The International Military Tribunal defendants in the dock at Nuremberg.
The Romanian government was allied with Nazi Germany, but it generally did not deport Romanian Jews to German-occupied territory. Instead, Romania systematically concentrated and deported the Jews of Bessarabia and northern Bukovina to Romanian-occupied areas of the Ukraine. Here, Jews from the Bessarabian town of Balti are assembled in collection camps during the deportations. By the end of May 1942, Romanian security forces had killed or deported most of the Jews in the area. Only about 200 Jews remained in all of Bessarabia.
Jews were deported from Kavala, Seres, and Drama in Bulgarian-occupied Thrace. Some 3,000 Jews were taken to Drama and herded onto trains without food or water for transport to a camp in Gorna Dzumaya. The Jews were probably then taken to the Bulgarian port of Lom on the Danube River, where they boarded ships for Vienna. From there, the Nazis deported them to the Treblinka killing center.
Czech resistance fighters attacked Reinhard Heydrich, acting governor of the Protectorate of Bohemia and Moravia, in an ambush near Prague in May 1942. Heydrich died of his wounds on June 4, 1942. In retaliation for the attack, the Germans destroyed the village of Lidice on June 10, 1942. The Germans shot all the men in the village and deported most of the women and children to camps in Germany. This footage shows destroyed homes and German officials inspecting the remains of the village.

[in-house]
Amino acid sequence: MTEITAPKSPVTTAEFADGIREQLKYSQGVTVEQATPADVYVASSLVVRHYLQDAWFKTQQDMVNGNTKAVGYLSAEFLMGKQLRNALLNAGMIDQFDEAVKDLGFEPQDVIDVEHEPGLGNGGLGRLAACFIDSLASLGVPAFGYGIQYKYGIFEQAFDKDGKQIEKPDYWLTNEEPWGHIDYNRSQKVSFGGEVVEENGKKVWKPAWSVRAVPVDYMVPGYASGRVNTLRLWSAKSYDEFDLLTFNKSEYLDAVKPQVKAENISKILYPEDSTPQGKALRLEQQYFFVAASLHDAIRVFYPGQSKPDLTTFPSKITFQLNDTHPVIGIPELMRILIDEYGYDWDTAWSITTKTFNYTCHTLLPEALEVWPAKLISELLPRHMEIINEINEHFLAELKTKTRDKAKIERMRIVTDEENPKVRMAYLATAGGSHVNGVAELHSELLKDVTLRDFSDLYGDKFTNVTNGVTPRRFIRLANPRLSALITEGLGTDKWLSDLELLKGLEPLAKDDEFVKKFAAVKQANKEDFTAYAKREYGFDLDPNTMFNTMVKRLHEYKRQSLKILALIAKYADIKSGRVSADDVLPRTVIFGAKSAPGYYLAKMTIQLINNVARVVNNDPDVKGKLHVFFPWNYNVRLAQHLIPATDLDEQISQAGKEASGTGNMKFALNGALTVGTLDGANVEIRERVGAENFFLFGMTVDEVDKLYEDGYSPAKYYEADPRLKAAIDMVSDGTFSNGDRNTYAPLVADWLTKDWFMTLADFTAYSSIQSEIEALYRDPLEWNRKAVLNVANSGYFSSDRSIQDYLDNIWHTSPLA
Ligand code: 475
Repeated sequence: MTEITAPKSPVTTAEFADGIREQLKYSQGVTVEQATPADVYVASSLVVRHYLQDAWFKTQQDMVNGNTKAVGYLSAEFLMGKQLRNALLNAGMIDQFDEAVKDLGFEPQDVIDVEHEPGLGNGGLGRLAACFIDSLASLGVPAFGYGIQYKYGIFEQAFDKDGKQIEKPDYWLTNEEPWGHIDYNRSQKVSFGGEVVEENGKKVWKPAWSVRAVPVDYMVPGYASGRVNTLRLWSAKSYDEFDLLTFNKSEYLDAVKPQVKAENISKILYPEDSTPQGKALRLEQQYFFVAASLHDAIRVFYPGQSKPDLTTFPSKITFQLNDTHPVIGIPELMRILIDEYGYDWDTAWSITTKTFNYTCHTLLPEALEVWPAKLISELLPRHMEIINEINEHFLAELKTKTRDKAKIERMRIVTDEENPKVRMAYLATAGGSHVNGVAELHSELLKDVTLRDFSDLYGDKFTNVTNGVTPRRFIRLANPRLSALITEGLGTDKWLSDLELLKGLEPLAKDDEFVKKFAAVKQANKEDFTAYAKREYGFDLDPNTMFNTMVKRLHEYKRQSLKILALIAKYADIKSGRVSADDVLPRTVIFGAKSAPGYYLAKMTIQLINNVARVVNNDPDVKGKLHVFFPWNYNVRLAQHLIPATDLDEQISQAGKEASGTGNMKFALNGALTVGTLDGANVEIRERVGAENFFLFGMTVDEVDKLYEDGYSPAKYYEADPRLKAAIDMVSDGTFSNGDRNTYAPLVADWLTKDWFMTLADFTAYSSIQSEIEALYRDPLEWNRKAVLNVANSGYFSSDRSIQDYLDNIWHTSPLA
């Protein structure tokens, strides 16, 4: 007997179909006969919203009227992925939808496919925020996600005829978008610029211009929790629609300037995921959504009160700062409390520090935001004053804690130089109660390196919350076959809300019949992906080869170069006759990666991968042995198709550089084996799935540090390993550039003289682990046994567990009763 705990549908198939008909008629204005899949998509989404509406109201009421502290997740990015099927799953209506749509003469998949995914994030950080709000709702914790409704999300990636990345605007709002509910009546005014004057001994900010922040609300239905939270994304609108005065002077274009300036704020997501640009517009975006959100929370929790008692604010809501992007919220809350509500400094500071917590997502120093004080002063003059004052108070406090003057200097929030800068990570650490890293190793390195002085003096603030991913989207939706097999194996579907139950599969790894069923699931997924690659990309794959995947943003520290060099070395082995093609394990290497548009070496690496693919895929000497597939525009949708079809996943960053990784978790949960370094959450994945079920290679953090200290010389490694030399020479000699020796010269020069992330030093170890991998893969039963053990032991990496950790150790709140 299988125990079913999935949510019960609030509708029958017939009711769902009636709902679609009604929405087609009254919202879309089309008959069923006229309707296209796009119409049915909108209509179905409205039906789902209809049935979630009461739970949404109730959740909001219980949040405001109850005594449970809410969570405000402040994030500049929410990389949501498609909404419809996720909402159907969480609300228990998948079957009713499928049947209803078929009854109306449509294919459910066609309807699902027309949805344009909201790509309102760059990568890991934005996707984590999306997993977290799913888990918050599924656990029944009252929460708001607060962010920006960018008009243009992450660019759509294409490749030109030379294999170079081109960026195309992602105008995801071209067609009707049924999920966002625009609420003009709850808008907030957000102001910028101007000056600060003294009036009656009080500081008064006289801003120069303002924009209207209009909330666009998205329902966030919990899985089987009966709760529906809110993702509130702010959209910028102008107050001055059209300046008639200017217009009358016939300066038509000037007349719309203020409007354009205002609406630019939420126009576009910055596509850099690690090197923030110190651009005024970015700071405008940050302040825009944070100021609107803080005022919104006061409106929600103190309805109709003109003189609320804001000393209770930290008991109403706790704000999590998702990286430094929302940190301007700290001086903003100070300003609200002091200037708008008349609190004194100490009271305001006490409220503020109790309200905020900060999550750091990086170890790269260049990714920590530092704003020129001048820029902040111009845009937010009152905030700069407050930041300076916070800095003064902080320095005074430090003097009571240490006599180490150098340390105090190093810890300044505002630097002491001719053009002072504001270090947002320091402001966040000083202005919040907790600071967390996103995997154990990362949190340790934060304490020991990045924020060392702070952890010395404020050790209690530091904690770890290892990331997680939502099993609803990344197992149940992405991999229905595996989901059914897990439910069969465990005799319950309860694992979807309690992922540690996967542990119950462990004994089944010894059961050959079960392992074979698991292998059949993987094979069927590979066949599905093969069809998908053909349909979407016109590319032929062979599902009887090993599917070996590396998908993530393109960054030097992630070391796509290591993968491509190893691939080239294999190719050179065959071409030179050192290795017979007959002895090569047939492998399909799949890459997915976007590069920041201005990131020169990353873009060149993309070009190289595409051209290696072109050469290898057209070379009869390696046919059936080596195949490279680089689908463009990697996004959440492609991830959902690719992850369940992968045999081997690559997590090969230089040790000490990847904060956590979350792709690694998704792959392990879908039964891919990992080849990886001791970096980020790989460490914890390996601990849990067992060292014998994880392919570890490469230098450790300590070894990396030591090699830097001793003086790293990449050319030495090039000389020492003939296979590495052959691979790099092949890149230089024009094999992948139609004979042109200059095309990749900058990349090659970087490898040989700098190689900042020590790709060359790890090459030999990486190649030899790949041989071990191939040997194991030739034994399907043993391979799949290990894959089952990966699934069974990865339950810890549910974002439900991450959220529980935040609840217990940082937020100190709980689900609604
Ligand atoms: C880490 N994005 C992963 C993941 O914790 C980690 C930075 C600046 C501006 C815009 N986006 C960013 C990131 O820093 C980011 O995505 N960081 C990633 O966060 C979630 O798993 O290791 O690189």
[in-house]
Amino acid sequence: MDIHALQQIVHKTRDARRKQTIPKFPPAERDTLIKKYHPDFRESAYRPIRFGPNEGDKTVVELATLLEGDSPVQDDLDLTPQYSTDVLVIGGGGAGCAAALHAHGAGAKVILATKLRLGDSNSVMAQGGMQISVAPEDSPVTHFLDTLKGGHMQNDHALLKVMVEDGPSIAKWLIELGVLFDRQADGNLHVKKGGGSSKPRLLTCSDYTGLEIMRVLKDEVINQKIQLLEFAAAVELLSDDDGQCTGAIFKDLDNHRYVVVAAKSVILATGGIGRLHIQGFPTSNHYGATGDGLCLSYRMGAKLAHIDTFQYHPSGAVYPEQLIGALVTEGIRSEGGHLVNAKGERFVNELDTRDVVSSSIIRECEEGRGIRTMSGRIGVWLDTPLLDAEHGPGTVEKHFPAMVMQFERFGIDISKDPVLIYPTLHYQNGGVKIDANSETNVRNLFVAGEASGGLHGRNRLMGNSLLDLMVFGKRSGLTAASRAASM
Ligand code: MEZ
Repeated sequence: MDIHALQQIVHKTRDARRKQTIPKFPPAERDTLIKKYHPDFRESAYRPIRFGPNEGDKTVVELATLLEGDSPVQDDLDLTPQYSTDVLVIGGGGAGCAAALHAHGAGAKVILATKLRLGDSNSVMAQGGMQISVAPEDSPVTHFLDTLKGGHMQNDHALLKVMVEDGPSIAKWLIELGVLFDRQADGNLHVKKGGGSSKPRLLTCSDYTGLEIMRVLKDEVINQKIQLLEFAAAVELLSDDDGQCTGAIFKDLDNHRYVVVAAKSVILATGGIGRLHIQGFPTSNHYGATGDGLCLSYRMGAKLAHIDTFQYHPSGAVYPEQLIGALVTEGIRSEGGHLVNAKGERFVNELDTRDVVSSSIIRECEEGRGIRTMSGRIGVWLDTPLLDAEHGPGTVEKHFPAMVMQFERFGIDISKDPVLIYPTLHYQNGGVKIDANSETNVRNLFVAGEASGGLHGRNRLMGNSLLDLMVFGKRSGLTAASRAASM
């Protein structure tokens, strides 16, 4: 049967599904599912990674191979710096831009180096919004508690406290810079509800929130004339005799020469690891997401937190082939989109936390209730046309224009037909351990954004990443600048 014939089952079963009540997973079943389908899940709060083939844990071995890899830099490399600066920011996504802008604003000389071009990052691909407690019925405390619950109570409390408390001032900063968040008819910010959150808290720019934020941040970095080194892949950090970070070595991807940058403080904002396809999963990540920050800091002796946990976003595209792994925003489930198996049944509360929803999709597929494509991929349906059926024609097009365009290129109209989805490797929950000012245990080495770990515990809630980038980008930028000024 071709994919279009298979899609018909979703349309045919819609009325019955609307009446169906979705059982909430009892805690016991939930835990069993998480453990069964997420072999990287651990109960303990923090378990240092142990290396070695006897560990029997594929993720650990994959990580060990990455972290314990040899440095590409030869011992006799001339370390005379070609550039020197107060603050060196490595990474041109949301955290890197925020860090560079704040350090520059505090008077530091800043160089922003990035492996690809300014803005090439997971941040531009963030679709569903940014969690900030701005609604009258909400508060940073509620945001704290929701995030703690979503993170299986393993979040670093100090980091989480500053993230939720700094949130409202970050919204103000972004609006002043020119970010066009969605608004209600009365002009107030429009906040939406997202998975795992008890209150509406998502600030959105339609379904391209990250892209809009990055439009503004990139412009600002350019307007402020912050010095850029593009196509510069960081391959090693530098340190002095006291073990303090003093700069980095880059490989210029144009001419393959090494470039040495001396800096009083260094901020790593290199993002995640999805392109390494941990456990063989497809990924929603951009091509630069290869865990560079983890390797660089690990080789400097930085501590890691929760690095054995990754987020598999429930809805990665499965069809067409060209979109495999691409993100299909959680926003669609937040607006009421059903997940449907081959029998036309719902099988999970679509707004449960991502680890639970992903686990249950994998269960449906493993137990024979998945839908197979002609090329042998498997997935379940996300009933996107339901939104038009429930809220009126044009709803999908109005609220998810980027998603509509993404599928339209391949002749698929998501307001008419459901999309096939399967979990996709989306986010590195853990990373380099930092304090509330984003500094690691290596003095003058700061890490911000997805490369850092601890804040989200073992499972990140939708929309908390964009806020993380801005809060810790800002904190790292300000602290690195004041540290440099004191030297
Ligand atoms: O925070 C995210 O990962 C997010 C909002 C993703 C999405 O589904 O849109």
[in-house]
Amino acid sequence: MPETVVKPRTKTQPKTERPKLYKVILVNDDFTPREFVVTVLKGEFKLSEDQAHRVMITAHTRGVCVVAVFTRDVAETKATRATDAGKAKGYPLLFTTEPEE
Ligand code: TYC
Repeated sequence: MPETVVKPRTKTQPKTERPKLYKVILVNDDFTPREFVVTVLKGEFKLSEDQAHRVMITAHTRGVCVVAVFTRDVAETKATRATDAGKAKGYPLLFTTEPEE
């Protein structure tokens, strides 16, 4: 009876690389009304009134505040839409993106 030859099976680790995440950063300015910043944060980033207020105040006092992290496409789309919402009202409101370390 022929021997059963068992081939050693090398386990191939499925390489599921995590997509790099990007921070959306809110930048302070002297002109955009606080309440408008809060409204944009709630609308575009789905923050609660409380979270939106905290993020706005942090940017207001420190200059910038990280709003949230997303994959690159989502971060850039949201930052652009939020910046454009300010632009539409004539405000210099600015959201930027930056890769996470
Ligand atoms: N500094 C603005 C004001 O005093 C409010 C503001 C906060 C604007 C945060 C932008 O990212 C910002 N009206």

After World War II, the Allies repatriated millions of displaced persons (DPs) back to their countries of origin. But hundreds of thousands of people, including more than 250,000 Jewish refugees, could not or would not return. Most Jewish DPs preferred to leave Europe for either Palestine or the United States. The United Nations Relief and Rehabilitation Administration (UNRRA) housed them in camps in occupied Germany and Austria until they could be resettled. Here, Jewish DPs raise their children in the camps, preparing them for eventual emigration to Palestine.
At the end of World War II, the Allied powers in Europe repatriated from Germany millions of displaced persons (DPs). The remaining 1.5 to 2 million DPs—both Jews and non-Jews—refused or were unable to return to their prewar homes. Immigration restrictions precluded the large-scale admission of these refugees to other European countries and the United States. They remained in occupied Germany until they could arrange to settle in another country. In this footage, filmed more than four years after the war, displaced persons in Munich pack their belongings and board a US airplane for the trip to the United States.